City workers haven’t yet hit the halfway point for furlough days, but it appears Mayor Peter Carlisle is abandoning plans to end the mandated days off before the new fiscal year.
On the campaign trail in August, Carlisle said he would look for ways to halt furloughs immediately upon becoming mayor. He was a vocal critic of furloughs, saying they made city government less efficient and dragged down the private sector.
“What are my legal options?” Carlisle asked in a radio appearance on Rick Hamada’s KHVH talk show. “What’s the legal obligation of the city, and is there a way to break it or not?”
Now that he’s mayor, Carlisle appears more patient.
“They’re going to die of their own death,” Carlisle told reporters on Nov. 30.
What the mayor means is that he won’t incorporate furloughs into the spending plan for the fiscal year beginning July 1 he’ll introduce for the city in March. What that means for thousands of city workers is that they still have 13 furlough days in the next six months. There have been 11 city furlough days since former Mayor Mufi Hannemann announced the cost-saving measure in June.
The Hannemann administration estimated furloughs would save the city $18 million, which means Carlisle opting not to end them early is a $10-million-dollar decision.
But the mayor overshadows the shift in his position with his blunt and often dramatic manner of expressing himself.
“I believe furloughs were invented by the devil,” he said recently, “and should go back to the purgatory where they came from.”
Taking a $100 Million Hit
Asked how the mayor — who has also projected a $100 million shortfall for the city and county — would make up the difference, he glowered. Asked a second time, Carlisle said the city would have to “absorb” the cost.
“With the incredibly generous amount of sick time, the incredibly generous amount of scheduled holidays and the incredibly generous amount of regular vacation days you take anyway, you can essentially permanently make your life (a) four-day work week,” Carlisle said. “I don’t believe that that’s healthy for the government, and I don’t believe that that does any justice or service to the private sector. They have to keep on working and if they can’t get us to help them with what they need to get done, everything just backs up.”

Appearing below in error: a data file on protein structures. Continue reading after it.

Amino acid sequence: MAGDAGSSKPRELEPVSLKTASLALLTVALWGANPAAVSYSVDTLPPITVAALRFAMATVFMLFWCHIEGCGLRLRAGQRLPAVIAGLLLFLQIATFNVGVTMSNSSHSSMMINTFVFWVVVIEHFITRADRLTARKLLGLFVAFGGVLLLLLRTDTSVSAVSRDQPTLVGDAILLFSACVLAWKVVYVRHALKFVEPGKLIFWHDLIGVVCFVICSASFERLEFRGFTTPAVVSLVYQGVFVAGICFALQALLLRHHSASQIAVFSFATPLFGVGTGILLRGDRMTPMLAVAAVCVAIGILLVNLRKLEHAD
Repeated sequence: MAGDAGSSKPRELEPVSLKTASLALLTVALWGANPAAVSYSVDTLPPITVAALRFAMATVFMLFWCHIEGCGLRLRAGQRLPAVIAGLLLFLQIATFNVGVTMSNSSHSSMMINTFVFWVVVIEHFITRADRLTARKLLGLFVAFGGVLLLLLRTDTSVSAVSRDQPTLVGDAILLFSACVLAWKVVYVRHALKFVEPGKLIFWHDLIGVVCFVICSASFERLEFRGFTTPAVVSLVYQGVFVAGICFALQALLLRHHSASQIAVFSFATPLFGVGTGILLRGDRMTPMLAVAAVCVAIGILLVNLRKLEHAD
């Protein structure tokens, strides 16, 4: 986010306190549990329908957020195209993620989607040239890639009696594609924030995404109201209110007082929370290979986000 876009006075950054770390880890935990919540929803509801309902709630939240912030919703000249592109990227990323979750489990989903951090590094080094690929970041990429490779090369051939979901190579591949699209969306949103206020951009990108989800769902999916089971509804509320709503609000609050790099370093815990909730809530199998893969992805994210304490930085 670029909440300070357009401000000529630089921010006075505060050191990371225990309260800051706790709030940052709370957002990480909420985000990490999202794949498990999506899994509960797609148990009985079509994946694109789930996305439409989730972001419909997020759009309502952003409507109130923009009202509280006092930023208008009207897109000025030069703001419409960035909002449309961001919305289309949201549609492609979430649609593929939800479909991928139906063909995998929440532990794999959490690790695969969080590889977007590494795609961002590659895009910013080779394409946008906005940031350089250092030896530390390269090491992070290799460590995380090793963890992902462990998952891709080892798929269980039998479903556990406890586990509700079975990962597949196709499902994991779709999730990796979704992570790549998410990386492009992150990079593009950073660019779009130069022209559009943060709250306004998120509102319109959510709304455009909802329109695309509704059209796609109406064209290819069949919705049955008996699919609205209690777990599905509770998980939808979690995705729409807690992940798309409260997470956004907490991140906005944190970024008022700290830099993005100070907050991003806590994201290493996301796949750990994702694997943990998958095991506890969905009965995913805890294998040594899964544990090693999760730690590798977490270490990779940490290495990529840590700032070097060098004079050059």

Coming from a man who said he wouldn’t shy away from cutting jobs, Carlisle’s message is clear. Union leaders prepping for a new round of contract negotiations are listening. The chairman of the Honolulu Chapter of the State of Hawaii Organization of Police Officers (SHOPO), Stanley Aquino, said he interprets Carlisle’s harsh stance as a message directly to him, and other union leaders.
“I would do the same if I was in his shoes,” Aquino said. “But as a union leader, I am going to try to squeeze whatever I can out of an apple. You know, our last contract we were able to get pretty good raises.”
SHOPO is one of four major unions with a contract that expires in June. In 2007, then-Mayor Hannemann bumped up police pay 33 percent over four years. The increase meant entry-level officers went from earning an average of $38,000 to an average of $52,000.
Aquino said he’s eager to meet with the new mayor, but doesn’t believe it will happen until January.
“We haven’t met with the city at all, and it doesn’t look like we’re going to meet with him until the beginning of the year,” Aquino said. “If he’s going to break any news, it’s going to be bad news, and he doesn’t want to do that during the holidays.”
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